- Hastings City Art Gallery, Putiputi: The Flower in Contemporary New Zealand Art, July 10 – September 26
- Dunedin Public Art Gallery, Beloved, December 12 – October 30, 2010.
- Gallery of Modern Art, Brisbane, Australia, Asia Pacific Triennial, December 5, 2009 – April 10, 2010.
- Christchurch Art Gallery, New Zealand, Blue Planet, November 21, 2009 – November 7, 2010.
- National Gallery of Victoria, Melbourne, Australia, Together Alone: Australian and New Zealand Fashion, October 1, 2009 – April 18, 2010.
- Adam Art Gallery, Wellington, Te Pūtahitanga ō Rehua, September 8 – October 4.
- Webbs Auction House, Move Me, April 27 – May 4.
- Whakatane District Museum and Gallery, Reference Section, April 18 – May 24.
- Govett – Brewster Art Gallery, New Zealand, Am I Scared, Boy (eh): collection works from then and now, April 4 – May 31.
- Te Manawa Museum, New Zealand, Are you Right not to like Modern Art? December 6, 2008 – March 15, 2009.
- Gow Langsford Gallery, Auckland, New Zealand, Spring Catalogue Exhibition, September 19 – October 10.
- Te Manawa Museum, New Zealand, Dispelling the Myth: a look at changing attitudes towards Death, September 20 – December 7.
- Govett Brewster, New Plymouth, New Zealand, Dateline: Contemporary Art from the Pacific, June 7 – August 31.
- Galerie der Stadt Sindelfingen, Maichingen, Germany Dateline: Art from the Pacific, April 20 – June 22.
- Stadtgalerie, Kiel, Germany, Dateline: Contemporary Art from the Pacific, January 26 – March 24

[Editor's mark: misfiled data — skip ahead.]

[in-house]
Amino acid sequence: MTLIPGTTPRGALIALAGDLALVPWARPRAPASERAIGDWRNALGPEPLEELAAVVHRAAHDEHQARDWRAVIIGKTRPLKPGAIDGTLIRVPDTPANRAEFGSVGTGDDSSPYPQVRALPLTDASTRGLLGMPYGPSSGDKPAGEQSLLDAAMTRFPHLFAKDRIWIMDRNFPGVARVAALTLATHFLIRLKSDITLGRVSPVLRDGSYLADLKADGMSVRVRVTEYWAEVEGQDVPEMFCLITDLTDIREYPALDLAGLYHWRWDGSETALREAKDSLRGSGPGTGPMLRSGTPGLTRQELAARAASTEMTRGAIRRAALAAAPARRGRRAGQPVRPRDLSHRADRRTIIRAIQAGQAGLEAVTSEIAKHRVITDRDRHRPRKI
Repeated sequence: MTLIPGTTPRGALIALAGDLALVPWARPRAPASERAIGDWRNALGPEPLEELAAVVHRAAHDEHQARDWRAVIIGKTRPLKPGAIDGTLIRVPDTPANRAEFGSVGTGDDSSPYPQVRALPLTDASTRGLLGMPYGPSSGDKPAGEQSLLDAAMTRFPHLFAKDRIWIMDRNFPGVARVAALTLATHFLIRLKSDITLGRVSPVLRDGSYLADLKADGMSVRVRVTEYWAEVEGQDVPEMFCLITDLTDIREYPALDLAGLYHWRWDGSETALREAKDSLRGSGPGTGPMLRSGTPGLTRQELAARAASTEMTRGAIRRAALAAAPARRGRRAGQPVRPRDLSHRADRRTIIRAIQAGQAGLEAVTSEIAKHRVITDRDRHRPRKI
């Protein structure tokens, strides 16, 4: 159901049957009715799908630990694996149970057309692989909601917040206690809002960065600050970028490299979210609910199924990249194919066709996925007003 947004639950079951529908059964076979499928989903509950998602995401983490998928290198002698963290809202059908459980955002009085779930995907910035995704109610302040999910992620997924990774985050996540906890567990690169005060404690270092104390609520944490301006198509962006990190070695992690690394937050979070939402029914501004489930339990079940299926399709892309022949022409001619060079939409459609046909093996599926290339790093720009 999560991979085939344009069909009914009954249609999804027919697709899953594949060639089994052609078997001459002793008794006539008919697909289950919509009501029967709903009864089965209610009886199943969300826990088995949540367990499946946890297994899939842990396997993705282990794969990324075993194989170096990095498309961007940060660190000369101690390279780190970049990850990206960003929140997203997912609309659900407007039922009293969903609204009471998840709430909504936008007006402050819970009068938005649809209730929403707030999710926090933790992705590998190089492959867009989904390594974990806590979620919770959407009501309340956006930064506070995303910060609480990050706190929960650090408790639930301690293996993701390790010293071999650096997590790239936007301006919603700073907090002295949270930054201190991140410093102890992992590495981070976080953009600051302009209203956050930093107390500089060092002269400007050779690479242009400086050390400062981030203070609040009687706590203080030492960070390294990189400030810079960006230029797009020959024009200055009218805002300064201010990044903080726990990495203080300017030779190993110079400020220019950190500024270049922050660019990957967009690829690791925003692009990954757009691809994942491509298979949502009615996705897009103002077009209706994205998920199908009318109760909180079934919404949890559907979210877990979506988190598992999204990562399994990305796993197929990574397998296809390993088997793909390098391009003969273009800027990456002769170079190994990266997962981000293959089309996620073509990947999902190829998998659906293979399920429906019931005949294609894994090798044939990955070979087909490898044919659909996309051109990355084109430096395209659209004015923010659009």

- Cambridge University of Anthropology and Archaeology, Cambridge England: Pasifika Styles, April 16, 2006 – February 28, 2008.
- Neuer Berliner Kunstverein, Berlin, Germany: Dateline: Contemporary Art from the Pacific, September 7 – October 21.
- 64zero3 Gallery, Christchurch, New Zealand, Hot, November 28 – January 28.
- Christchurch City Art Gallery, New Zealand, Of Deities and Mortals, 16 November 2007 – 6 February 2008.
- Campbelltown Arts Centre, Sydney, Australia, News from Islands, August 31 – November 31.
- Centro de Arte Caja De Burgos, Burgos, Spain, nEUclear Reactions, September 14 – December 20.
- Whangarei Art Museum, Whangarei, New Zealand, Te Hue Ipu, June 19 – August 6.
- Hawkes Bay Exhibition Centre, New Zealand, Parallel Practices, July 16 – September 18.
- Pataka, Porirua, New Zealand, The Walters Show, September 15 – November 20.
- Prague Biennial, Czech Republic, nEUclear Reactions, June 14 – September 11.
- Waikato Museum, Hamilton, New Zealand, Tau Ana, April 1 – July 15.
- Sergeant Art Gallery, Wanganui, New Zealand, YMCA, December 1 – February 20.
- Palau Islands: 9th Pacific Biennial, July 22 – 31.
- Hazlehurst Gallery, Sydney, Australia, “Wish You Were Here”, March 29 – June 1.
- Pataka Gallery, Porirua, New Zealand, Flowerpower, February 10 – April 16.
Artspace Auckland, New Zealand, Ike and thanks for all the Ika, February 17 – March 30.
- Wanganui Art Museum, New Zealand, Tau Ana, December 21 – February 15.
- Cook Islands National Museum, Iki and thanks for all the Ika, September – November.
- Lithuanian Siuolaikinio Meno Center, Lithuania, Mäori in Lithuania, June 25 – August 24.